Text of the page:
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I have a variable named "String" that may have values like the following ones:

const char* String = "/v1/AUTH_abb52a71-fc76-489b-b56b-732b66bf50b1/test/DSC_0188.JPG";

or

const char* String = "/auth/v1.0";

or

const char* String = "/v2/AUTH_abb52a71-fc76-489b-b56b-732b66bf50b1/images?limit=1000&delimiter=/&format=xml";

Now I want to make sure whether or not "String" has the character 'v1'. Checking this has to be precise. I tried with strchr, but it's not quite accurate as it doesn't take 'v1' as one character, it rather takes 'v' and '1' as two separate characters. Moreover I can't use namepace std and library string, I can only use "string.h". Within these limitations how can I accurately check whether the variable "String" has a character 'v1'?

Thank you.

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2 Answers 2

up vote 6 down vote accepted

I want to make sure whether or not "String" has the character 'v1'

I can only use "string.h"

Then you probably want strstr. Also v1 is not a character, it's a string.


Side note: why use cstring in C++ ? What kind of teacher is still calling it string.h ?!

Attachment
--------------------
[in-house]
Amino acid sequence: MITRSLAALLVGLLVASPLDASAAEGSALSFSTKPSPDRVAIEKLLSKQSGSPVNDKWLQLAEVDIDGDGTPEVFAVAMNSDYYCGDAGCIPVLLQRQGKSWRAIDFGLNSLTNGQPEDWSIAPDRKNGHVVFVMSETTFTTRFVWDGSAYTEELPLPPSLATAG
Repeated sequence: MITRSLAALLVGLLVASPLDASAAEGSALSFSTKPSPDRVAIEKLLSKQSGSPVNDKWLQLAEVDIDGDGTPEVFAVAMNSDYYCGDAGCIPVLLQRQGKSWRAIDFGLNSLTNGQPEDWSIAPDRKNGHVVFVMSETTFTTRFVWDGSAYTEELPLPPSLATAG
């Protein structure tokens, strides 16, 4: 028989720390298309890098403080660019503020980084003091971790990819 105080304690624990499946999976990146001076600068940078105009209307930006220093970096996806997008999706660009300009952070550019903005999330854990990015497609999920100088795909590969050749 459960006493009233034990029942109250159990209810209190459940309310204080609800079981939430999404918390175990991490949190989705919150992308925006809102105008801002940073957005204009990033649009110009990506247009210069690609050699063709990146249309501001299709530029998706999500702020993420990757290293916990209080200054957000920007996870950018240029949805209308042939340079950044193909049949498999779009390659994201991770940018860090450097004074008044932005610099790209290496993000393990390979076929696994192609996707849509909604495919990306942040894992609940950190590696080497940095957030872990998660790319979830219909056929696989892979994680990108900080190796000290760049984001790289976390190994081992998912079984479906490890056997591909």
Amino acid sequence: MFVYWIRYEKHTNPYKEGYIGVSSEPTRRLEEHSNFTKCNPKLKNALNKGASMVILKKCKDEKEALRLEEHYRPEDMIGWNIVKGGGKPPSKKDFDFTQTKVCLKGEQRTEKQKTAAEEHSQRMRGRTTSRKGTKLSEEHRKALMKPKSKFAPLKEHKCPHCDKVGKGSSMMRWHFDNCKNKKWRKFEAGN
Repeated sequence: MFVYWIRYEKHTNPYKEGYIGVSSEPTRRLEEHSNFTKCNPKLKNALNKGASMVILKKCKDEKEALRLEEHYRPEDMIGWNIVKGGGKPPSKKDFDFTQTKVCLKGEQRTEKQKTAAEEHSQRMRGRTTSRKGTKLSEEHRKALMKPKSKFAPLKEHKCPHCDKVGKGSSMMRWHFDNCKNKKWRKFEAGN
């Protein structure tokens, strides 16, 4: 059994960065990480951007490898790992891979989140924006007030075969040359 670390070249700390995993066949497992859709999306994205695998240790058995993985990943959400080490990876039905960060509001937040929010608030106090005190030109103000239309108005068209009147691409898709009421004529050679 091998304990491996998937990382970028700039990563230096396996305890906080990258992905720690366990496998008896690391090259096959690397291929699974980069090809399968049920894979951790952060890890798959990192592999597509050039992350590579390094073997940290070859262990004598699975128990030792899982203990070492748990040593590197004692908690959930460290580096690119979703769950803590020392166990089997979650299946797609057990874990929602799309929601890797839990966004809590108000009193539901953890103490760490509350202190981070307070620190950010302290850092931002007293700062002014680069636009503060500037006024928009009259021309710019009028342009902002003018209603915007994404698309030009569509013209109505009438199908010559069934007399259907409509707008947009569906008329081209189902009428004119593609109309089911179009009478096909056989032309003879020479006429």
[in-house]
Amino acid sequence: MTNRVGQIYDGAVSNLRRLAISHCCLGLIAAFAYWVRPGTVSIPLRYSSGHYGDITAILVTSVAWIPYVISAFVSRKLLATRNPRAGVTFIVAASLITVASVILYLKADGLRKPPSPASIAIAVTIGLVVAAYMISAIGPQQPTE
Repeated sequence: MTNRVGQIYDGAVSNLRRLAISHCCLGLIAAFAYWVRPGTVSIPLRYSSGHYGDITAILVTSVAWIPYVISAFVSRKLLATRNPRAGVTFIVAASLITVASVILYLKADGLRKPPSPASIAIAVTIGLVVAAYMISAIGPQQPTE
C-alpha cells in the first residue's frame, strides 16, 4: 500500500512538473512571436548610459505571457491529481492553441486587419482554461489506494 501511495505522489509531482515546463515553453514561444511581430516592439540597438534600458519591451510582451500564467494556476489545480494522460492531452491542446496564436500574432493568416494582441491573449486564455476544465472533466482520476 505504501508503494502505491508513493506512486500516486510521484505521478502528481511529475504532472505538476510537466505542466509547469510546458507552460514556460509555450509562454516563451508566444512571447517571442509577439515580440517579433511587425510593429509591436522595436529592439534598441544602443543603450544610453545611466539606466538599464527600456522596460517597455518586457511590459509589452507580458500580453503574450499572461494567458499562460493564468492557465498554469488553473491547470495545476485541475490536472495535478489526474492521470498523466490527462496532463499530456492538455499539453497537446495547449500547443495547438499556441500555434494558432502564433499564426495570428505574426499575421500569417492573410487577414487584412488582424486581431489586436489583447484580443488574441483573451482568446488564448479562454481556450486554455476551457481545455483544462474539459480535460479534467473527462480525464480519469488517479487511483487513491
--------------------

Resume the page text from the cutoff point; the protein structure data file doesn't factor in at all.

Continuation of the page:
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Well, the questions is tagged both C and C++... –  Luchian Grigore Apr 26 '12 at 8:06
    
It's not a teacher that's saying me to do it. I'm doing a project where we have limitations with using namespace std and library string along with some other libraries because of memory issue. –  the_naive Apr 26 '12 at 8:13
    
But thanks a lot anyway. –  the_naive Apr 26 '12 at 8:14

v1 is not character according to any alphabet. This is a proper string "v1" and as @cnicutar mentioned the c way to search for string in string is to use strstr. It is quite easy to use and runs KMP which is also very fast (though for the kind of your string it is not that crucial).

I would advise you to:

  • always name your variables starting small-caps (i.e. String -> my_string)
  • declare your string as const char[], no need to interfere with pointers, when you can avoid them. Declaring this as pointer might confuse you, that you dynamically allocated the memory for the string.
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